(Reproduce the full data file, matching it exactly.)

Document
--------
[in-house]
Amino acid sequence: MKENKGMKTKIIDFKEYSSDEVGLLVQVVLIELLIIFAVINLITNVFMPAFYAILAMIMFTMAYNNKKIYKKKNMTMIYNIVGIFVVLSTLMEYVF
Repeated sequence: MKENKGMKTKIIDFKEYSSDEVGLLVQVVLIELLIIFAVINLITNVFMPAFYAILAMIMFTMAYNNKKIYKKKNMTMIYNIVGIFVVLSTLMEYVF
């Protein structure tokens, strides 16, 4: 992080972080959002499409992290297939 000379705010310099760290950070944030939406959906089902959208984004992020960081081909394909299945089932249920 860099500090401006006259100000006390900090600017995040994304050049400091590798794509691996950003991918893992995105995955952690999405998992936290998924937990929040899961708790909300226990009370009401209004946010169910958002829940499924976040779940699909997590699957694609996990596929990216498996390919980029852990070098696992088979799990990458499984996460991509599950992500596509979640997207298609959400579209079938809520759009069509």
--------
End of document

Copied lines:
[in-house]
Amino acid sequence: MKENKGMKTKIIDFKEYSSDEVGLLVQVVLIELLIIFAVINLITNVFMPAFYAILAMIMFTMAYNNKKIYKKKNMTMIYNIVGIFVVLSTLMEYVF
Repeated sequence: MKENKGMKTKIIDFKEYSSDEVGLLVQVVLIELLIIFAVINLITNVFMPAFYAILAMIMFTMAYNNKKIYKKKNMTMIYNIVGIFVVLSTLMEYVF
């Protein structure tokens, strides 16, 4: 992080972080959002499409992290297939 000379705010310099760290950070944030939406959906089902959208984004992020960081081909394909299945089932249920 860099500090401006006259100000006390900090600017995040994304050049400091590798794509691996950003991918893992995105995955952690999405998992936290998924937990929040899961708790909300226990009370009401209004946010169910958002829940499924976040779940699909997590699957694609996990596929990216498996390919980029852990070098696992088979799990990458499984996460991509599950992500596509979640997207298609959400579209079938809520759009069509």